When high school came around, I auditioned and made it to the highest level of SLSCC, but I couldn't do it because of softball. I loved singing, but sports have always been a huge part of my life and I'd dreamt of playing varsity softball, so I chose that. But I did have freshman chorus and music class where I learned the recorder and basic piano. Christmas time came around and I got a solo! I was the only one not taking voice lessons that landed one. I also managed to get one in the spring concert as well. That summer I was going to take violin lessons because I didn't have time for them in grade school with sports-and I had secretly dreamt of being a musician. But I knew I wanted to audition for my school's chamber group that fall so I asked my teacher what a good song to prepare would be. He asked why I wasn't taking voice lessons and talked me out of violin and into voice-I owe that man so much.
I made it into the St. Joseph Academy Frontenac Voices as a sophomore-a big deal at my school because the vocal program was such a big deal. We met an hour before school every day to practice and I loved every minute of it. The waking up at 5:45am to get there didn't bug me after a while. I was happy to get up and start my day with singing. I had found my place among the upperclassmen. I auditioned for All District choir and made that as well. It was my favorite thing to do-mostly because I got to sing with boys, which is a nice switch from all SSA pieces. I competed in Solo/Ensemble and got an Excellent II rating. But I wasn't happy with it. I wanted to be better. So I continued with Frontenacs and district choir and voice lessons. I was robbed of my Superior I rating Junior year, but I finally got it senior year. By that point, I was the Soprano section leader in both chorus and Frontenacs, one of the top singers in my school, and in the state of Missouri-I had made All State and received a Superior I rating at State Solo/Ensemble.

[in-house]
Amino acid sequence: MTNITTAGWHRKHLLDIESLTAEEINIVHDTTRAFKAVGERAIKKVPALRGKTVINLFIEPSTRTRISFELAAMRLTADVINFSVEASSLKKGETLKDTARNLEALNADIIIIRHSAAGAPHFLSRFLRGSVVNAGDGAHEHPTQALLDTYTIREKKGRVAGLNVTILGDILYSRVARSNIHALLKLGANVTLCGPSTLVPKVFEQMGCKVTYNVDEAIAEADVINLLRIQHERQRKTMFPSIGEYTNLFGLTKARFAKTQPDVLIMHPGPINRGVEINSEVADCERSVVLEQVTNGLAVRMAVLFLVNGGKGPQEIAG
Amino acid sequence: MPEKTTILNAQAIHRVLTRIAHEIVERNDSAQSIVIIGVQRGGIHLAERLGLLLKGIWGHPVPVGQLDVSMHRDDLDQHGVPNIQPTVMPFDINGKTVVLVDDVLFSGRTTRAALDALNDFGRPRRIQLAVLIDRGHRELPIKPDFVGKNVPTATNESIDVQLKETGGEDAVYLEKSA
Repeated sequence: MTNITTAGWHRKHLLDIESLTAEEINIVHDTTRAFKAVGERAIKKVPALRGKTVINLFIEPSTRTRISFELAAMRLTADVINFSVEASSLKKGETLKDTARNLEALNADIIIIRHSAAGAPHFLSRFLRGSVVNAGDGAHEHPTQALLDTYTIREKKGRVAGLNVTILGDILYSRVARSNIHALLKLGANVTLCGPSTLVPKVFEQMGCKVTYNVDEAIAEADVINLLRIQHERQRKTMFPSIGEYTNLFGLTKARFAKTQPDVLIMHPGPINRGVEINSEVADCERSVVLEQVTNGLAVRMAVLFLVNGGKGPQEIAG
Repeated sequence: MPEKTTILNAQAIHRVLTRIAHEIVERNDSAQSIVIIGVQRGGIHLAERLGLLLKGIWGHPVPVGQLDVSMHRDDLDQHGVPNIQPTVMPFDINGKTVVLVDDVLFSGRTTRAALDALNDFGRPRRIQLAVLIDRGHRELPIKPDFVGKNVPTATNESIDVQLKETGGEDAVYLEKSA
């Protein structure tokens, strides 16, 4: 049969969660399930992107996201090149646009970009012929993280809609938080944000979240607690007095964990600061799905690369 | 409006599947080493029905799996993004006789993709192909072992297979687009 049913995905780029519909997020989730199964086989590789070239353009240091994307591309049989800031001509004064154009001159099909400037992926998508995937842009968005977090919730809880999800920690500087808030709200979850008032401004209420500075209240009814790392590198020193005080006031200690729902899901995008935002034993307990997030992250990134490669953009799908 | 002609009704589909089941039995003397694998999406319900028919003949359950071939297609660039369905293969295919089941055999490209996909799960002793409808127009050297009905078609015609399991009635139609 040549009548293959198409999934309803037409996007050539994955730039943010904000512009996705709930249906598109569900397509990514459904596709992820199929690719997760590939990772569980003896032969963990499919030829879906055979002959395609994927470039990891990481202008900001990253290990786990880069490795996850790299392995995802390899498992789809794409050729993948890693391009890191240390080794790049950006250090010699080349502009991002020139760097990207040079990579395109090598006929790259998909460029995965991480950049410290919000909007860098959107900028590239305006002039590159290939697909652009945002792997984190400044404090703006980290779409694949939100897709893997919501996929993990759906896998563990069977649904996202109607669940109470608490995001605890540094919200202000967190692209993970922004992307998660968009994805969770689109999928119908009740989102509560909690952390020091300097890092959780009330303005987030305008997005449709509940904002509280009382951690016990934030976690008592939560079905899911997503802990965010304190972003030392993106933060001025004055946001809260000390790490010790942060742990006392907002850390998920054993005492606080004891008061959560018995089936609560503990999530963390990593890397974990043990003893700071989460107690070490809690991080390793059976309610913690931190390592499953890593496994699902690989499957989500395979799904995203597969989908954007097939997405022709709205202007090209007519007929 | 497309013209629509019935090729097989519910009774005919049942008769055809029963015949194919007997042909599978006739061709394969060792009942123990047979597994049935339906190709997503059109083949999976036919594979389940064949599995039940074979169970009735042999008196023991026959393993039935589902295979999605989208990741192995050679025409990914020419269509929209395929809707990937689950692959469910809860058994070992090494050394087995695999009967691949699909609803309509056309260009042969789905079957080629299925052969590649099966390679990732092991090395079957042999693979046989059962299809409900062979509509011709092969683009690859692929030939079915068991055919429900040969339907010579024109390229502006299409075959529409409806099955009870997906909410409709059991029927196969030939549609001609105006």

I realized singing is my passion. Whether it's cantoring at my church or singing in the shower, I can't live without it. So here I am, at DePauw University majoring in vocal performance. Quite a stretch for my family-my dad thought I'd be playing college softball at a school like UCLA. Every now and then I still feel out of place since sports have ruled the majority of my life and I really didn't get into the arts until a few years ago, but that just pushes me even farther to become a better singer and musician. After all, I like being different.


At 10/01/2006 6:29 PM, Blogger Nat said...

So, yea, I don't think I read your blog last time we updated but definitely enjoy all the new details. Do you think you enjoy SSA or SATB more?

At 10/01/2006 6:32 PM, Blogger Melissa said...

So that is pretty much my entire family in a nutshell. All but one of my cousins are all hardcore superstar baseball and soccer and etc. and I tend to get made fun of for the fact that I'm so into band.

At 10/01/2006 7:20 PM, Blogger Andrew said...

I agree when you said there is nothing like singing in a big group. I love that.

At 10/01/2006 7:29 PM, Blogger Kitt_Katt said...

I understand how hard it is to be the only musical one in the family. They don't understand you.

At 10/01/2006 7:47 PM, Blogger Godfather Outlaw said...

cool post - i used to be really big into sports too, except i had to make a decision about 6 years ago, and i chose to stick with music. i still love to do sports though, tennis, soccer, baseball, basketball. sports rule! just not nearly as much as music...

At 10/01/2006 8:36 PM, Blogger Emily Rose said...

I don't know if I have posted this before, but I come from a long line of women who are tone deaf. Also, no one in my family is very musical either. I think it is interesting that you begin your piece with this fact, because it does make a difference in how you percieve music when you are kind of on your own.